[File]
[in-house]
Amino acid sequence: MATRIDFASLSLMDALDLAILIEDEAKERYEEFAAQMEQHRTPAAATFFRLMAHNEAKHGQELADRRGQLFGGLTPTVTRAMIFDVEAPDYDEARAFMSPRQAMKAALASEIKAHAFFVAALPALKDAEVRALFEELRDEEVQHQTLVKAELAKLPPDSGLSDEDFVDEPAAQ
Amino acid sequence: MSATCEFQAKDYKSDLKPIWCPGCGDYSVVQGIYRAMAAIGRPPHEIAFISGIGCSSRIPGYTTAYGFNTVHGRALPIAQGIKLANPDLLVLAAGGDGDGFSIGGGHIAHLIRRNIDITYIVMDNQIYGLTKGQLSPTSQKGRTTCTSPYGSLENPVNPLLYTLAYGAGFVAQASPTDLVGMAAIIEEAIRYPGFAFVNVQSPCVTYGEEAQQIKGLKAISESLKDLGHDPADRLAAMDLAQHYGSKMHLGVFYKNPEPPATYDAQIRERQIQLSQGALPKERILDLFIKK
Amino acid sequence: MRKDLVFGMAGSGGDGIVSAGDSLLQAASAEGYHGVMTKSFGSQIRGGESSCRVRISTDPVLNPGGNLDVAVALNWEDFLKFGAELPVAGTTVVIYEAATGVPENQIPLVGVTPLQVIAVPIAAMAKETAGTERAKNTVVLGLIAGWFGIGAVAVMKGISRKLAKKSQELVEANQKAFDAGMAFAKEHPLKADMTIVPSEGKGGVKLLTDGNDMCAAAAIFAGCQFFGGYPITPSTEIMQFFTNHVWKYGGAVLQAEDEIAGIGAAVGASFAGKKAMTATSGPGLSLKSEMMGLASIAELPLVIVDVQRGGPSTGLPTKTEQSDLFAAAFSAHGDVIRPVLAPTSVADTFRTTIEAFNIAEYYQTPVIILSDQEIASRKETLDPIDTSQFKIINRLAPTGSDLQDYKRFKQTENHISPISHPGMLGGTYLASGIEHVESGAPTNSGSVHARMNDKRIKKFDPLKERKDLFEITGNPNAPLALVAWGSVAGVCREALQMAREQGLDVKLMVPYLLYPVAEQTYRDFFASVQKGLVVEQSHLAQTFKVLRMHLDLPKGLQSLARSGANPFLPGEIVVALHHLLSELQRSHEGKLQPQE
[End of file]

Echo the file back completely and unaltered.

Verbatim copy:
[in-house]
Amino acid sequence: MATRIDFASLSLMDALDLAILIEDEAKERYEEFAAQMEQHRTPAAATFFRLMAHNEAKHGQELADRRGQLFGGLTPTVTRAMIFDVEAPDYDEARAFMSPRQAMKAALASEIKAHAFFVAALPALKDAEVRALFEELRDEEVQHQTLVKAELAKLPPDSGLSDEDFVDEPAAQ
Amino acid sequence: MSATCEFQAKDYKSDLKPIWCPGCGDYSVVQGIYRAMAAIGRPPHEIAFISGIGCSSRIPGYTTAYGFNTVHGRALPIAQGIKLANPDLLVLAAGGDGDGFSIGGGHIAHLIRRNIDITYIVMDNQIYGLTKGQLSPTSQKGRTTCTSPYGSLENPVNPLLYTLAYGAGFVAQASPTDLVGMAAIIEEAIRYPGFAFVNVQSPCVTYGEEAQQIKGLKAISESLKDLGHDPADRLAAMDLAQHYGSKMHLGVFYKNPEPPATYDAQIRERQIQLSQGALPKERILDLFIKK
Amino acid sequence: MRKDLVFGMAGSGGDGIVSAGDSLLQAASAEGYHGVMTKSFGSQIRGGESSCRVRISTDPVLNPGGNLDVAVALNWEDFLKFGAELPVAGTTVVIYEAATGVPENQIPLVGVTPLQVIAVPIAAMAKETAGTERAKNTVVLGLIAGWFGIGAVAVMKGISRKLAKKSQELVEANQKAFDAGMAFAKEHPLKADMTIVPSEGKGGVKLLTDGNDMCAAAAIFAGCQFFGGYPITPSTEIMQFFTNHVWKYGGAVLQAEDEIAGIGAAVGASFAGKKAMTATSGPGLSLKSEMMGLASIAELPLVIVDVQRGGPSTGLPTKTEQSDLFAAAFSAHGDVIRPVLAPTSVADTFRTTIEAFNIAEYYQTPVIILSDQEIASRKETLDPIDTSQFKIINRLAPTGSDLQDYKRFKQTENHISPISHPGMLGGTYLASGIEHVESGAPTNSGSVHARMNDKRIKKFDPLKERKDLFEITGNPNAPLALVAWGSVAGVCREALQMAREQGLDVKLMVPYLLYPVAEQTYRDFFASVQKGLVVEQSHLAQTFKVLRMHLDLPKGLQSLARSGANPFLPGEIVVALHHLLSELQRSHEGKLQPQE